c/o theinspiredhome.com

c/o theinspiredhome.com

Attending a university whose campus barely makes up half of a square mile and whose student population falls just below 3,000 makes it is easy for me to feel as though I’ve seen every face, learned every pattern, and run out of new experiences. But when I shake up my routine, I find that fresh faces and patterns and experiences lie beyond every corner—I just rarely bother to look.

This semester, thanks to my 8:20 on Mondays and Wednesdays, I have started going to breakfast. Breakfast, like the gym or SciLi, had become somewhat of a campus mystery to me. I knew there must have been people who ate before noon and exercised and like fluorescent lighting, but who were they? How didn’t I know them? Here was an entire sector of the University whose schedule was so different from my own that even on a campus as insular as this one, there was little overlap. But alas, University Professor of English Anne Greene (who could never make me go to the gym or study physics) has turned me into a breakfast regular via her early morning course: I now recognize the faces, know the options, can navigate where to sit so as to avoid a crowd.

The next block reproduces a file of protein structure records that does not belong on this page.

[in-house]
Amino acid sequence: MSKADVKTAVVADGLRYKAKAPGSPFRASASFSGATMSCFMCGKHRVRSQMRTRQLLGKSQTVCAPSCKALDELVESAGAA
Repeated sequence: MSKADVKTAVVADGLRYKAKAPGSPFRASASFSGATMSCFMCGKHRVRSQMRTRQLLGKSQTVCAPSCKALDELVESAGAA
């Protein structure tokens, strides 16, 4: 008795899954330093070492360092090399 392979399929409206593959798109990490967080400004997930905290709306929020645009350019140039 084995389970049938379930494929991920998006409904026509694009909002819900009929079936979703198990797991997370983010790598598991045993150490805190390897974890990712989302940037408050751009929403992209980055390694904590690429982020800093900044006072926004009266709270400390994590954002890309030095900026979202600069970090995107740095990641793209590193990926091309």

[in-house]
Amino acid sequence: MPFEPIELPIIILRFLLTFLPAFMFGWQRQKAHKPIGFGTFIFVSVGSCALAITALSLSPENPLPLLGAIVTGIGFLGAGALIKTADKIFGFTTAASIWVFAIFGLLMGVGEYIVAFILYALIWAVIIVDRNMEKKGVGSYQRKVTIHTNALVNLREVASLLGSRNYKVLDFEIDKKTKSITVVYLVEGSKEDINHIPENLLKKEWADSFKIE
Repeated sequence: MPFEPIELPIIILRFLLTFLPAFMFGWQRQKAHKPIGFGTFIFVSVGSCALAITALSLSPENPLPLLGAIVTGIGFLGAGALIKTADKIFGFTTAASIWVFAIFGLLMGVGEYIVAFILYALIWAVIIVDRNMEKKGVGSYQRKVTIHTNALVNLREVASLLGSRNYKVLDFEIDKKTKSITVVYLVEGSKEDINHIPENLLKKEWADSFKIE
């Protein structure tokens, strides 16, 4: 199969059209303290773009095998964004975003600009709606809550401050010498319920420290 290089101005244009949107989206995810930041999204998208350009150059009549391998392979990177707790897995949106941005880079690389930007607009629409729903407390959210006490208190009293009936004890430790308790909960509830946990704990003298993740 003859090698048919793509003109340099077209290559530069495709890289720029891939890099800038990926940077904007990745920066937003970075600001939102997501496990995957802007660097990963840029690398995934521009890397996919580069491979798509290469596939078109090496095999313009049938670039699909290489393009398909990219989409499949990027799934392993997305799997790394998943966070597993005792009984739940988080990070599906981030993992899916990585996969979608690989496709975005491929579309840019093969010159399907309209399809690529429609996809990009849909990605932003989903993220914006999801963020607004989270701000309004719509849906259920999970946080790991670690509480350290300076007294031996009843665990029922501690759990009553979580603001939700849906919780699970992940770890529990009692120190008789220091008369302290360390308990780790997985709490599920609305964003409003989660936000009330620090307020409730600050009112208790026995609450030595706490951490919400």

And along with my increasing familiarity with the friendly faces of Usdan breakfast came an increasing familiarity with the food itself. I have learned that in approaching the breakfast selection, creativity is key. Or if you, like me, have a limit to how many times you can eat the same eggs and toasted bagel, creativity is, in fact, crucial.

My favorite non-egg breakfast to-date is a dish I like to call the Yogurt Supreme, which can be replicated, to your taste, by following the instructions below:

  • Grab a clean black plastic bowl, usually located next to the yogurt or oatmeal or cereal. Help yourself to a healthy serving of plain yogurt—I like to give myself two scoops.
  • Head to the end of Vegan, where the peanut butter, almond butter and sun-nut butter lie waiting for you. Take a scoop of the nut butter of your choice and dollop it into your yogurt. It may sound weird, but I promise it’s delicious.
  • Head to the cluster of jars situated to the left of the toasting station. Here you can dress your yogurt to your heart’s desire. I usually add granola (which is actually just a bunch of crushed Nature Valley bars—Bon Ap gets points for creativity), dried cranberries, banana chips, and sometimes chia seeds. If you’re not a fan of the pseudo-granola offered to you at this station, you can use cereal instead to give your creation a little crunch.
  • Next, I like to add some sort of fruit. If there are blueberries set out next to oatmeal, I will usually spoon some in my bowl, but this luxury tends to be relegated to brunch. If there are bananas waiting for you at the end of the hall, you can grab one and slice it into your dish to your heart’s content.
  • Enjoy your Yogurt Supreme, a delightful combination of Usdan’s odds and ends!


Sasha Cohen can be reached at srcohen@wesleyan.edu.

Comments are closed